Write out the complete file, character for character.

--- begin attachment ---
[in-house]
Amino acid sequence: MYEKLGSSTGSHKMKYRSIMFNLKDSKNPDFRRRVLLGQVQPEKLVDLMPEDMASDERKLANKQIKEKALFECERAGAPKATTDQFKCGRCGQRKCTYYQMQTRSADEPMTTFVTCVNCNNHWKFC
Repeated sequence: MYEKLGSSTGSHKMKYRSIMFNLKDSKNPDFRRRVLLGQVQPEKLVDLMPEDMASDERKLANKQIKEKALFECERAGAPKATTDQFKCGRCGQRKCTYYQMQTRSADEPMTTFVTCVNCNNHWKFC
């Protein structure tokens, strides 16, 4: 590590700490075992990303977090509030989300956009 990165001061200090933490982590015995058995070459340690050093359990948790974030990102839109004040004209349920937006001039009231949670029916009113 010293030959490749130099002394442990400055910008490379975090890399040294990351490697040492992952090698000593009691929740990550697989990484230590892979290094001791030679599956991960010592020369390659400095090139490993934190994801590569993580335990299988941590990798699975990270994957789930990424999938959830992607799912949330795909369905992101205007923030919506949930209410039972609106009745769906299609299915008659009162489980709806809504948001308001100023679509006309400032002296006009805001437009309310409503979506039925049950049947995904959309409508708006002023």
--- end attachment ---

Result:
[in-house]
Amino acid sequence: MYEKLGSSTGSHKMKYRSIMFNLKDSKNPDFRRRVLLGQVQPEKLVDLMPEDMASDERKLANKQIKEKALFECERAGAPKATTDQFKCGRCGQRKCTYYQMQTRSADEPMTTFVTCVNCNNHWKFC
Repeated sequence: MYEKLGSSTGSHKMKYRSIMFNLKDSKNPDFRRRVLLGQVQPEKLVDLMPEDMASDERKLANKQIKEKALFECERAGAPKATTDQFKCGRCGQRKCTYYQMQTRSADEPMTTFVTCVNCNNHWKFC
């Protein structure tokens, strides 16, 4: 590590700490075992990303977090509030989300956009 990165001061200090933490982590015995058995070459340690050093359990948790974030990102839109004040004209349920937006001039009231949670029916009113 010293030959490749130099002394442990400055910008490379975090890399040294990351490697040492992952090698000593009691929740990550697989990484230590892979290094001791030679599956991960010592020369390659400095090139490993934190994801590569993580335990299988941590990798699975990270994957789930990424999938959830992607799912949330795909369905992101205007923030919506949930209410039972609106009745769906299609299915008659009162489980709806809504948001308001100023679509006309400032002296006009805001437009309310409503979506039925049950049947995904959309409508708006002023």